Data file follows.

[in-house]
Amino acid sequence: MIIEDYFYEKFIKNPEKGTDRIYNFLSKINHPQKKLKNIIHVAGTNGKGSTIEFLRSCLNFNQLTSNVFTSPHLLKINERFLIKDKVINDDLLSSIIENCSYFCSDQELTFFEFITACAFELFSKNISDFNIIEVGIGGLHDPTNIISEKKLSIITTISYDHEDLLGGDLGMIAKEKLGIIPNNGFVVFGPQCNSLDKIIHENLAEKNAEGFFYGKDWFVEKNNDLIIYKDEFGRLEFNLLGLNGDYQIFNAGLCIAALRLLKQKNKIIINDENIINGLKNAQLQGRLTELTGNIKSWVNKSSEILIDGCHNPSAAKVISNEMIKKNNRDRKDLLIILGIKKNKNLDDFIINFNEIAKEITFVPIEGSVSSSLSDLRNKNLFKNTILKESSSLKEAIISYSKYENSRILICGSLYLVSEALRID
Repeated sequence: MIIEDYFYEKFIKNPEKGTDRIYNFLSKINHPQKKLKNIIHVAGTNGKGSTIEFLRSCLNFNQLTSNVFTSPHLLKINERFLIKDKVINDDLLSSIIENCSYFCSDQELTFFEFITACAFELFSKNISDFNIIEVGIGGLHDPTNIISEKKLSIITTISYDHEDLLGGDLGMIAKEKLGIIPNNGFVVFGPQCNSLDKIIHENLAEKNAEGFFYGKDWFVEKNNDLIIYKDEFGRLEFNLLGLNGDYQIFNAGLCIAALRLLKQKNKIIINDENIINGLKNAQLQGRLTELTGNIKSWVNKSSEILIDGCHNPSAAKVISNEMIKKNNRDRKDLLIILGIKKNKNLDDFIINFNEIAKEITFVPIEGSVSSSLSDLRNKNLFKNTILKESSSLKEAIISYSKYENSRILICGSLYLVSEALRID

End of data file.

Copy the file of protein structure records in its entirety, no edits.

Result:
[in-house]
Amino acid sequence: MIIEDYFYEKFIKNPEKGTDRIYNFLSKINHPQKKLKNIIHVAGTNGKGSTIEFLRSCLNFNQLTSNVFTSPHLLKINERFLIKDKVINDDLLSSIIENCSYFCSDQELTFFEFITACAFELFSKNISDFNIIEVGIGGLHDPTNIISEKKLSIITTISYDHEDLLGGDLGMIAKEKLGIIPNNGFVVFGPQCNSLDKIIHENLAEKNAEGFFYGKDWFVEKNNDLIIYKDEFGRLEFNLLGLNGDYQIFNAGLCIAALRLLKQKNKIIINDENIINGLKNAQLQGRLTELTGNIKSWVNKSSEILIDGCHNPSAAKVISNEMIKKNNRDRKDLLIILGIKKNKNLDDFIINFNEIAKEITFVPIEGSVSSSLSDLRNKNLFKNTILKESSSLKEAIISYSKYENSRILICGSLYLVSEALRID
Repeated sequence: MIIEDYFYEKFIKNPEKGTDRIYNFLSKINHPQKKLKNIIHVAGTNGKGSTIEFLRSCLNFNQLTSNVFTSPHLLKINERFLIKDKVINDDLLSSIIENCSYFCSDQELTFFEFITACAFELFSKNISDFNIIEVGIGGLHDPTNIISEKKLSIITTISYDHEDLLGGDLGMIAKEKLGIIPNNGFVVFGPQCNSLDKIIHENLAEKNAEGFFYGKDWFVEKNNDLIIYKDEFGRLEFNLLGLNGDYQIFNAGLCIAALRLLKQKNKIIINDENIINGLKNAQLQGRLTELTGNIKSWVNKSSEILIDGCHNPSAAKVISNEMIKKNNRDRKDLLIILGIKKNKNLDDFIINFNEIAKEITFVPIEGSVSSSLSDLRNKNLFKNTILKESSSLKEAIISYSKYENSRILICGSLYLVSEALRID